"It was funny because when we first were discussing with Dara, our voice director, what he'd sound like, there was this question of 'should he have a Spanish accent?' It seemed like it would take guts to do that back then, which is crazy now because you can't think about doing it any other way. I mean how could Manny not have a Spanish accent? But at the time there hadn't been a lot of characters like that. So it seemed like a bold thing to do, but now it seems totally obvious."

Of course Schafer made the right choice here, not just by giving Manny an accent, but by casting the perfect actor for him: Tony Plana, a native Spanish speaker. "He brought so much natural dialogue to the game," Schafer recalls. "Like I'd write a lot of dialogue where Manny would say, 'Hey Glottis' or 'Hey buddy' and Tony would say, 'Can I have Manny say something different there? Like carnal [first cousin] or hermano [sibling] or some more natural thing that a Spanish speaker would say?' So he added a lot of Spanish language into the English version of the game."

The new lighting makes venetian blinds 200 per cent moodier.

So if that's what Schafer's most proud of, what's he most embarrassed by?

"There was a very controversial issue of the controls with that game," he says. "I was a big proponent of 'tank controls', which were very popular at the time with Tomb Raider, Resident Evil, BioForge [etc]. A lot of games had you controlling this very character-centric left/right/forward/back control scheme. And I thought it was really great because you could sort of move through a scene cinematically and do a lot of camera cuts without changing how the player pushed the joystick around... I got so used to them that I thought they were the most natural and intuitive way to control a character, but a lot of people did not think so and they thought it was really hard to control Manny. So in the new remastered version we're correcting that and giving the player a lot of options."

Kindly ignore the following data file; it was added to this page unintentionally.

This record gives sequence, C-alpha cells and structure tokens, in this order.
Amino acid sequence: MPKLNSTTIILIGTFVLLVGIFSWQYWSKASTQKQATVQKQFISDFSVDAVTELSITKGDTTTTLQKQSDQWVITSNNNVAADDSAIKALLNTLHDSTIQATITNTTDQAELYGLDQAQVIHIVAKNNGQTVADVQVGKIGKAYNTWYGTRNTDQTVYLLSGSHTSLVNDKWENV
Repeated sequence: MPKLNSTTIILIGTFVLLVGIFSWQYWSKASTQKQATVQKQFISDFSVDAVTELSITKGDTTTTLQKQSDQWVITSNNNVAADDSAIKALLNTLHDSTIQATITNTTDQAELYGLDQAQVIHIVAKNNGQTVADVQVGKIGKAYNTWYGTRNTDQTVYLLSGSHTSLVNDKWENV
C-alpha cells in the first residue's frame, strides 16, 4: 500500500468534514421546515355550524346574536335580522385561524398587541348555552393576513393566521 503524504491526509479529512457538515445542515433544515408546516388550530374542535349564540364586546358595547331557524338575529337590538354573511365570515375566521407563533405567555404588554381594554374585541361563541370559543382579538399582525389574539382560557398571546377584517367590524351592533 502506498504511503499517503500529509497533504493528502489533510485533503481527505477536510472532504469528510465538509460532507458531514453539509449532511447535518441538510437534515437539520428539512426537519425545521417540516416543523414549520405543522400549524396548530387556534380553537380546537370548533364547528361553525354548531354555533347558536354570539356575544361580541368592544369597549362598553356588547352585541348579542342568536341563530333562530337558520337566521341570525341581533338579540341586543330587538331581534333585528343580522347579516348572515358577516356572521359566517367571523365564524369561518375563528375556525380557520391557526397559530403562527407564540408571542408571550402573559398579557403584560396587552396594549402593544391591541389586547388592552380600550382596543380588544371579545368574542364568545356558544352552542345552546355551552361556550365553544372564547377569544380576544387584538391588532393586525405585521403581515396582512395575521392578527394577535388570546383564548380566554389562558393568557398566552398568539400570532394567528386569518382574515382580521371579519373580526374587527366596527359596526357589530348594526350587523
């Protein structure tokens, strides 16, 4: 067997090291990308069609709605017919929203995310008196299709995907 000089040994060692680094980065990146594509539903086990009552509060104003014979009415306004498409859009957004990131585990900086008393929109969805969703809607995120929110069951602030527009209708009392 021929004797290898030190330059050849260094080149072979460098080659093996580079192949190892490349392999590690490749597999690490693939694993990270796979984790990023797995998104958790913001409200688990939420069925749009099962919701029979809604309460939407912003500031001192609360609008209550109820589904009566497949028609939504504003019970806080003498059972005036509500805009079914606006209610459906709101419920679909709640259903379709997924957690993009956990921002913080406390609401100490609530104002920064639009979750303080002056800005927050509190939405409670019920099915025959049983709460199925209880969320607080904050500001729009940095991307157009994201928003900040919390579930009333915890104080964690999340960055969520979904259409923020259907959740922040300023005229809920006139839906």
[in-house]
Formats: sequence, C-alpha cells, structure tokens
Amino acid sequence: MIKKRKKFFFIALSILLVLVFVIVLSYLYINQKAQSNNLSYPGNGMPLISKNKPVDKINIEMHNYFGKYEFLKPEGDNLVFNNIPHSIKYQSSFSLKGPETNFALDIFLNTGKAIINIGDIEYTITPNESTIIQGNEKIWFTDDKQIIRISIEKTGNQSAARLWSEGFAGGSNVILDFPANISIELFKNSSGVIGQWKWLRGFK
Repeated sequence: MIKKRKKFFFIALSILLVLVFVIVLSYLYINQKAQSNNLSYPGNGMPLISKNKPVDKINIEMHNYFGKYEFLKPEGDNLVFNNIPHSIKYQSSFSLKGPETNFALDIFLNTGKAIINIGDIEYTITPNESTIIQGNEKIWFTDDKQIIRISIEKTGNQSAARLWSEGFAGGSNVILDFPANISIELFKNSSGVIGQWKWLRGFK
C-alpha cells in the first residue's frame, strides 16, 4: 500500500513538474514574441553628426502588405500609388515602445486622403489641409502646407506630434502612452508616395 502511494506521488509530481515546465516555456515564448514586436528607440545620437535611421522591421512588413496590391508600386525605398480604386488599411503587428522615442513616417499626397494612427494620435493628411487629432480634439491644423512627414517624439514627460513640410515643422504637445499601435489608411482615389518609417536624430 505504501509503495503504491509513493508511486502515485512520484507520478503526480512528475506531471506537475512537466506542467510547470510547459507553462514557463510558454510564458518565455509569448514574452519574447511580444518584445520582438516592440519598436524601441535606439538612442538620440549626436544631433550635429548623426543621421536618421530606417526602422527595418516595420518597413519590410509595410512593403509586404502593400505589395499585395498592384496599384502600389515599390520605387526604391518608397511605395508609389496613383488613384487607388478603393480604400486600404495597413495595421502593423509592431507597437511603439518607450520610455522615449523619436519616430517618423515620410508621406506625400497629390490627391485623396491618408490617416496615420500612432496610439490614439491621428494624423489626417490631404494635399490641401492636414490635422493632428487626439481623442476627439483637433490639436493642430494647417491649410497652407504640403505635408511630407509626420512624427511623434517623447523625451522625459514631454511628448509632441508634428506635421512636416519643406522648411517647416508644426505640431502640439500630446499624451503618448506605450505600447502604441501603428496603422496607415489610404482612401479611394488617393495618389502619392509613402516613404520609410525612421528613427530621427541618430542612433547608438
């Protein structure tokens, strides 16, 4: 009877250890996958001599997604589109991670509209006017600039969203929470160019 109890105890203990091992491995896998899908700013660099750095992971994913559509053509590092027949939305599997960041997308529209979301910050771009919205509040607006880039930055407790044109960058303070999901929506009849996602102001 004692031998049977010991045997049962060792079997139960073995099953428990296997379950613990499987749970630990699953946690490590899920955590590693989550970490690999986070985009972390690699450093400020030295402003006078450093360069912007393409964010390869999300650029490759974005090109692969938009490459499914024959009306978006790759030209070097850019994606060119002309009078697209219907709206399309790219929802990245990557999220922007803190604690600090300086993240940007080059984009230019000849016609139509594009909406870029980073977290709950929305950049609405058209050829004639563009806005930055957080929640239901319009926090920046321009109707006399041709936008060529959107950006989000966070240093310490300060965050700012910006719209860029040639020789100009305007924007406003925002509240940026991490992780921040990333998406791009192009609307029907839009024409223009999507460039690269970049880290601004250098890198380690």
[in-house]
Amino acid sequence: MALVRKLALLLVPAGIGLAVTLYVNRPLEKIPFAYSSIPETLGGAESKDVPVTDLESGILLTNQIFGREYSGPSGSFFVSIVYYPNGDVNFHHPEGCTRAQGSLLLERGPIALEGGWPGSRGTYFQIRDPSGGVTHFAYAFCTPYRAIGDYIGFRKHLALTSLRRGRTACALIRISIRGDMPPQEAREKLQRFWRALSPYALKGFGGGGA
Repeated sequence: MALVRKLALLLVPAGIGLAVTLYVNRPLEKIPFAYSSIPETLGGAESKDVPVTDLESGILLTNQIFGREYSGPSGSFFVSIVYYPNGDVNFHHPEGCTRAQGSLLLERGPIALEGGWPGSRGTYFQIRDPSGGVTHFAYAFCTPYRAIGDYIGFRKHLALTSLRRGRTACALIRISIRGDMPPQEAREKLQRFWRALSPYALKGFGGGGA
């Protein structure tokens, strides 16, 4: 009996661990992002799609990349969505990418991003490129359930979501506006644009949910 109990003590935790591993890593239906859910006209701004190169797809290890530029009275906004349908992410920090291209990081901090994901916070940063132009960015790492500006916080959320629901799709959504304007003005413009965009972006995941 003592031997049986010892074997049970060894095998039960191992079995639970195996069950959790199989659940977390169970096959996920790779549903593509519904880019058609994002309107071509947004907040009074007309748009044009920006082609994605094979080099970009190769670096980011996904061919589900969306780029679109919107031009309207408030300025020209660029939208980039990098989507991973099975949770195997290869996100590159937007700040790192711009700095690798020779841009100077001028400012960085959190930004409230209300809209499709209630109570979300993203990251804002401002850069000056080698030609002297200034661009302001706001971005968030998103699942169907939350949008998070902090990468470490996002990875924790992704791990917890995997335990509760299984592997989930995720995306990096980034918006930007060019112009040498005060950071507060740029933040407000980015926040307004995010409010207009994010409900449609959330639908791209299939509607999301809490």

Indeed this remastered release has camera-relative controls, point-and-click controls (with touch-screen support on the Vita), and the oldschool tank controls for purists. So which does Schafer himself use?

"I played through the PlayStation version using the DualShock 4 third-person camera relative controls. And it just works. I didn't realise I was doing it," he says. "I just picked it up and expected it to play like a modern game and it did. I didn't notice that these were completely new controls that people worked hard to make. On the PC I'd probably use the point-and-click controls though."

Schafer also notes that Grim's original release had a bug where a character wouldn't speak to you in the game's third chapter if you talked to him in the opening act. "I always wondered why people were so confused by the plot in Grim. And that's why! It was just a bug!" Naturally, this has been amended in the re-release.

Yet, even with these slight hiccups and a less than ideal availability, Grim Fandango has withstood the test of time. "Why do you think it's remained so beloved 16 years later?" I ask.

"I hope it's because they relate to the characters," Schafer says. "I hope it's because Manny and Glottis and Meche and Domino and all those characters feel real to them. And that the world feels alive to them and they want to go back to that world... I think it's also because of the quality of the presentation from the music to the beautiful backgrounds. "

"And there aren't that many games like it. There aren't that many games that have that kind of atmosphere or that particular type of story. Adventure games still explore unusual territory that most other games didn't explore. There weren't a lot of action games set in strange worlds like Grim Fandango... Or maybe it was just the tank controls. People loved them so much."

Grim Fandango Remastered has one new shot where the camera pans around a character during a particularly poignant moment. Not this moment.

I tell Schafer that my favourite thing about Grim Fandango is the dialogue. Lots of games have attempted to recreate the 1940s noir vibe - LA Noire certainly comes to mind - but few, if any, have replicated that era's penchant for snappy banter. As it turns out, Schafer wrote the entirety of Grim Fandango's dialogue. All 8000-plus lines of it.

"At LucasArts I was just very controlling about dialogue. I still am," Schafer says. "With Broken Age I wrote all the dialogue. Working on the Monkey Island games I wrote like a third of the dialogue. It was fun. It was different. I loved working side by side with Dave Grossman and Ron Gilbert. But I secretly wanted to write all the dialogue."